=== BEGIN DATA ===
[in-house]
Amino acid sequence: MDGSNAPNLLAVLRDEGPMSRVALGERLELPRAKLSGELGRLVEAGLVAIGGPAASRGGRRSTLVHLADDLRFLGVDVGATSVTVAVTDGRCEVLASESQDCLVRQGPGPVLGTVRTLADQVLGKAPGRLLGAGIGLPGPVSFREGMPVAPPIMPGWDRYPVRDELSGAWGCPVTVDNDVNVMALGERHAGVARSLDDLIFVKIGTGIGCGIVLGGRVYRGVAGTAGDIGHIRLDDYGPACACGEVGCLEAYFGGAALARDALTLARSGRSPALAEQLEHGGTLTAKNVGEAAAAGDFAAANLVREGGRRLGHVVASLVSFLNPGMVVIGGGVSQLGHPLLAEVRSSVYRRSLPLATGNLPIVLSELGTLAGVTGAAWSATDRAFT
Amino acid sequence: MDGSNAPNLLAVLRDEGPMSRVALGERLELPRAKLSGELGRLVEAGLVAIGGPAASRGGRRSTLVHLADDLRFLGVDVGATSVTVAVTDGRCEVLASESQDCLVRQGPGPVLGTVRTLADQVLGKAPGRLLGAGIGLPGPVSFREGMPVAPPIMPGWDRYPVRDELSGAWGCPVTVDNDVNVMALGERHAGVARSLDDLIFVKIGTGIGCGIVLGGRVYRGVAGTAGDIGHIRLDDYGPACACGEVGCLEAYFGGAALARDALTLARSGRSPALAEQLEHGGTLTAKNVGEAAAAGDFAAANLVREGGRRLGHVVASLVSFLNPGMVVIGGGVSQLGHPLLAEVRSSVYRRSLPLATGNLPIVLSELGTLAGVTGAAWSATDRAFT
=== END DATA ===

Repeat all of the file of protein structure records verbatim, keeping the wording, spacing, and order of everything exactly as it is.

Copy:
[in-house]
Amino acid sequence: MDGSNAPNLLAVLRDEGPMSRVALGERLELPRAKLSGELGRLVEAGLVAIGGPAASRGGRRSTLVHLADDLRFLGVDVGATSVTVAVTDGRCEVLASESQDCLVRQGPGPVLGTVRTLADQVLGKAPGRLLGAGIGLPGPVSFREGMPVAPPIMPGWDRYPVRDELSGAWGCPVTVDNDVNVMALGERHAGVARSLDDLIFVKIGTGIGCGIVLGGRVYRGVAGTAGDIGHIRLDDYGPACACGEVGCLEAYFGGAALARDALTLARSGRSPALAEQLEHGGTLTAKNVGEAAAAGDFAAANLVREGGRRLGHVVASLVSFLNPGMVVIGGGVSQLGHPLLAEVRSSVYRRSLPLATGNLPIVLSELGTLAGVTGAAWSATDRAFT
Amino acid sequence: MDGSNAPNLLAVLRDEGPMSRVALGERLELPRAKLSGELGRLVEAGLVAIGGPAASRGGRRSTLVHLADDLRFLGVDVGATSVTVAVTDGRCEVLASESQDCLVRQGPGPVLGTVRTLADQVLGKAPGRLLGAGIGLPGPVSFREGMPVAPPIMPGWDRYPVRDELSGAWGCPVTVDNDVNVMALGERHAGVARSLDDLIFVKIGTGIGCGIVLGGRVYRGVAGTAGDIGHIRLDDYGPACACGEVGCLEAYFGGAALARDALTLARSGRSPALAEQLEHGGTLTAKNVGEAAAAGDFAAANLVREGGRRLGHVVASLVSFLNPGMVVIGGGVSQLGHPLLAEVRSSVYRRSLPLATGNLPIVLSELGTLAGVTGAAWSATDRAFT